The House That Jacob Built

by John Gould – 1945

Great Grandfather Jacob, cutting the timber from a nearby forest, built his big, rambling farmhouse with his own hands in a day when shortages were accepted as a normal state of affairs. If nails could not be purchased, wooden pegs were used. The house, however, remained snug and warm for two hundred years. Fire destroyed it the night John Gould’s young son was born, just before the beginning of World War II. In a new period of shortages, Mr. Gould decided to rebuild the old house exactly as before, and the tangled web of handicaps which he ran into were as amazing and complicated as anything faced by old Jacob. The only thing that remained unchanged was the Gould determination. You live with this delightful Maine family, present and past, through every stage of the rebuilding, meeting all the fascinating characters of three generations – people who understood that the greatest pleasure in life are to be found beside one’s own fireside.

I first heard of this book from Tim Cotton, Detective Lieutenant and criminal investigator for the Bangor Police department in Bangor Maine. I followed his wonderfully funny Facebook page, back when I was on Facebook. He said he reads this book once a year. Well, I had to read it then! 

I loved this book. I laughed out loud and I was really sad when I got to the end. It’s like sitting across the table, in that lovely Maine country kitchen, from John and listening to him tell you stories. Wonderful characters coming and going. I can see myself reading it again and I’ve never read a book twice. Mr. Gould has many books and I am definitely going to be reading more.

One of my favorite chapters was about finding ‘the right sink’ for the kitchen. It had to be just like the original one. I’ll share a couple paragraphs from that chapter with you…

The Kitchen sink is a mighty serious part of a country kitchen. How serious is best explained by the old story about the farmer who, at bedtime, started for the kitchen and turned to ask his wife, “Did you wipe down the sink?” She said, “Yes,” and he said, “Well, I did want a drink of water, but I’ll wait till morning,” Wiping down the iron sink was the last thing the farm wife did before she came into the other room. Sometimes these sinks had no drainpipe to them, and were known as dry sinks. all the water had to be carried outdoors and dumped. Any that spilled into the sink had to be sopped up with a sink cloth. Why they bothered to have a sink at all is something to wonder about, but the women were glad to have even a dry sink. As time went along and they got hand pumps, and then sink spouts, life must hav seemed wonderful.

Even the sink spout has overtones that endear it to farm people. They whistle. What they whistle depends on which way your kitchen faces, but as most Maine homes keep the kitchen toward the south, and this is where our nasty weather comes from, it is usually a southerly wind or storm that makes the sink spout whistle best. The farm woman knows the minute the wind swings southerly, and if her husband says he thinks we’re in for a rain, she can confirm his suspicions by saying the sink spout has been whistling. A spout connected with a septic tank can’t whistle, of course – it’s only those that stick straight out from the side of the house and have two boards nailed together for an extension. You’ll always find the hens out around the drain. When the spout whistles you can look out and see the south wind blowing back their tail feathers.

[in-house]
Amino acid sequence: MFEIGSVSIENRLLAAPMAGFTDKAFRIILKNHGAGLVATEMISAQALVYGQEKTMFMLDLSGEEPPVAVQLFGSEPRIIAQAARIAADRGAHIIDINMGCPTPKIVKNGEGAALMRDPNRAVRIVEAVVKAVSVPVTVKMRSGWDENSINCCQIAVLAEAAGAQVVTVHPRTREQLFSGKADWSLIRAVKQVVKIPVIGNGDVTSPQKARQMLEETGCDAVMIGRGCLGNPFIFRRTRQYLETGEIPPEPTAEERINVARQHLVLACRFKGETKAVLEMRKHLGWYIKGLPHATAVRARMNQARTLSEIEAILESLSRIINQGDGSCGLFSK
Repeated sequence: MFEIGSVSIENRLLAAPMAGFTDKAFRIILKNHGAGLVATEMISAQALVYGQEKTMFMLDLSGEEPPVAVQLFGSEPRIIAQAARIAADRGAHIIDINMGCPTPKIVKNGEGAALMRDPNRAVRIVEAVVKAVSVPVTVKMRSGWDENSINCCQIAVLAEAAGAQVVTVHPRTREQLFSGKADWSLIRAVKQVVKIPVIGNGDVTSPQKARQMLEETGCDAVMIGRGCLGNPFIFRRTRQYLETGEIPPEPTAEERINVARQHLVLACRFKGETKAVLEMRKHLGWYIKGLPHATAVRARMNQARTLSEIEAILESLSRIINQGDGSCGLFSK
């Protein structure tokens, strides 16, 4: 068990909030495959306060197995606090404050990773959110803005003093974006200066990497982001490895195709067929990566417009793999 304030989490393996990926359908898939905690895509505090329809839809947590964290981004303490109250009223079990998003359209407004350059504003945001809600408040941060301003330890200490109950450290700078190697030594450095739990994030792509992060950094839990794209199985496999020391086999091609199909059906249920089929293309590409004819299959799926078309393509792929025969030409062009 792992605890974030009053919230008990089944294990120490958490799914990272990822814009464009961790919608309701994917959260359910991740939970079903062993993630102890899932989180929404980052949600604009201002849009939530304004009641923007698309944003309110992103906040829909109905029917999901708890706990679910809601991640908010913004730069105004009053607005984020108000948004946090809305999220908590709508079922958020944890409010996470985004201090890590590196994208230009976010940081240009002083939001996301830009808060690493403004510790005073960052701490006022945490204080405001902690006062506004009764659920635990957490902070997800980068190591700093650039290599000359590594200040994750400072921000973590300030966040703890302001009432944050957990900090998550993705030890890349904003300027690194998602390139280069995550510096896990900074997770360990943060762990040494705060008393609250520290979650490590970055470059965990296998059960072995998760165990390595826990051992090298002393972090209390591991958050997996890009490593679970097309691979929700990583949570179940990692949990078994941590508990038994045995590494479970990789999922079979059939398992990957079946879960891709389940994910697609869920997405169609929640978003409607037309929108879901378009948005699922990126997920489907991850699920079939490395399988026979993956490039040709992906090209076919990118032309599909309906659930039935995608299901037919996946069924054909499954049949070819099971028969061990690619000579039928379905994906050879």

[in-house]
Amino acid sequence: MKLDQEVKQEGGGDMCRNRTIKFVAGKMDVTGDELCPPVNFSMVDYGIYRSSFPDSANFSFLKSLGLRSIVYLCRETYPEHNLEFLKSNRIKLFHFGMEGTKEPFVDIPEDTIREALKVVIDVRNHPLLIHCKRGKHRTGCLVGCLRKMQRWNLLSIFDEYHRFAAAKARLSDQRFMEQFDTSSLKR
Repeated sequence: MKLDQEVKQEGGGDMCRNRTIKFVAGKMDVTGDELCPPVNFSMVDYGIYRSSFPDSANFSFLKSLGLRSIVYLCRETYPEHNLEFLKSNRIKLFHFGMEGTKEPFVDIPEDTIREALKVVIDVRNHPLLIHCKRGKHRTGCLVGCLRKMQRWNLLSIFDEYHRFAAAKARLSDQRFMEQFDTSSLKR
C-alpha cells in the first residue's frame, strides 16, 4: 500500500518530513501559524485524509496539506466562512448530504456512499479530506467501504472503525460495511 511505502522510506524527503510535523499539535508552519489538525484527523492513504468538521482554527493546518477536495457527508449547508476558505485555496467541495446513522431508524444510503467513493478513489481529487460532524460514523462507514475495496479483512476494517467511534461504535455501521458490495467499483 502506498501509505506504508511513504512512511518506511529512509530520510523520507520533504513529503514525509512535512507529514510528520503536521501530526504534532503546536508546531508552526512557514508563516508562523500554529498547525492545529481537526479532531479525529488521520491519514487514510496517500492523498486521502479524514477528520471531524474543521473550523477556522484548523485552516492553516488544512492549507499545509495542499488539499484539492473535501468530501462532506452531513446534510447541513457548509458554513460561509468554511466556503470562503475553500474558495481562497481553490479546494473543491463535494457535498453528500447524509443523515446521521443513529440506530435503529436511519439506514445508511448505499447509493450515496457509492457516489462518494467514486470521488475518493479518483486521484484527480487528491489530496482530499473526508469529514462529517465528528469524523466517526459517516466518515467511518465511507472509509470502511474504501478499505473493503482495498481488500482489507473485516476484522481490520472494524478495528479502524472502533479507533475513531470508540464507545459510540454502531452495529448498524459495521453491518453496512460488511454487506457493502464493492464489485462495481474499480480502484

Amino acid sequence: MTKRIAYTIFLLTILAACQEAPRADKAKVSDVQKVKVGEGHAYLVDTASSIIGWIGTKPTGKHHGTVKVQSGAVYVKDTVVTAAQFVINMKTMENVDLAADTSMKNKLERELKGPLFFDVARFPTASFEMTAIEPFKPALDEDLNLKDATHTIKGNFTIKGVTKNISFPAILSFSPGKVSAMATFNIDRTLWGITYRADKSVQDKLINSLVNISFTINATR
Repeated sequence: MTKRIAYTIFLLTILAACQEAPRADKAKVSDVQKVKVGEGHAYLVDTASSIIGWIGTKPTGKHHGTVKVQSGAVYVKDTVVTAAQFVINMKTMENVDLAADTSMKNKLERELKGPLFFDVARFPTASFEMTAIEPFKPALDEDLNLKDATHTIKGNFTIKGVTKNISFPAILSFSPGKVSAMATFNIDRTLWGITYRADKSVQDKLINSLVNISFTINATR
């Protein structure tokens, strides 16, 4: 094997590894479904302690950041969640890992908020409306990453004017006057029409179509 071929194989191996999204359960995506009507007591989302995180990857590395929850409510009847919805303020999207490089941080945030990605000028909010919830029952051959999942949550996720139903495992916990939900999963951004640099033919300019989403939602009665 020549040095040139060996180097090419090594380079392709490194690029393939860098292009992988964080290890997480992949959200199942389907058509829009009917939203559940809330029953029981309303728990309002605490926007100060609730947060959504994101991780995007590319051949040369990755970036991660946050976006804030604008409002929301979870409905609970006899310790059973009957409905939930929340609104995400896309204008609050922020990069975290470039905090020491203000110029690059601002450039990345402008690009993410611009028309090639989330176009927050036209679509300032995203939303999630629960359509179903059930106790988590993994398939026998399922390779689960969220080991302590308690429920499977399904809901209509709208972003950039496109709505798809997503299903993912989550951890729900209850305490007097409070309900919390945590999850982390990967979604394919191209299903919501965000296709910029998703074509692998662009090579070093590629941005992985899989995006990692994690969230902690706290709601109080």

Wet, dry or otherwise a farm sink wants to be big. Sink makers don’t seem to know what farm women do in their sinks. These big houses we have up here aren’t eight-hour wonders poured from a tank truck. Building a farm home is more than a “housing” matter. This is a business, here, a kind of a factory, with production problems and people coming in hungry. Most of the sinks we saw in the stores were hardly bigger than the pan my wife makes Johnny-cakes in, and that pan isn’t any too big at that. The sink we had in mind would be big enough to dump a crate of strawberries in while we wash them for freezing.

It might, at the same time, also hold the dishes from dinner in the other end, and leave room to clean a mess of trout in the middle. If things go along here on schedule, it wants to be a sink the children can swing a water-wheel in, and sail a few boats. Something you can run a decent tide in. Nobody in all the world knows, but us, what we might do in a sink. We certainly aren’t interested in buying a sink who’s dimensions include drainboards. We hear of a sink one day that was long enough suit us, and when we saw it the thing had drainboards attached, and the sink itself was about the size of a bread pan.

That house must have had one amazing sink before the fire!

My old copy had a little flyer in it from the book club from 1947. I love to find surprises like that in a book!

Check out a little info on John Gould HERE. I really want to read And One to Grow On and The Farmer Takes a Wife. Downeast Maine has some of his books. Please check out Tim Cotton’s podcasts. He is a master storyteller and so funny! He just had his first book published, The Detective in the Dooryard, Reflections of a Maine Cop. Looking forward to reading it soon.

Have you read any of John Gould’s books? I hope you will!

Leave a Reply

Fill in your details below or click an icon to log in: Logo

You are commenting using your account. Log Out /  Change )

Twitter picture

You are commenting using your Twitter account. Log Out /  Change )

Facebook photo

You are commenting using your Facebook account. Log Out /  Change )

Connecting to %s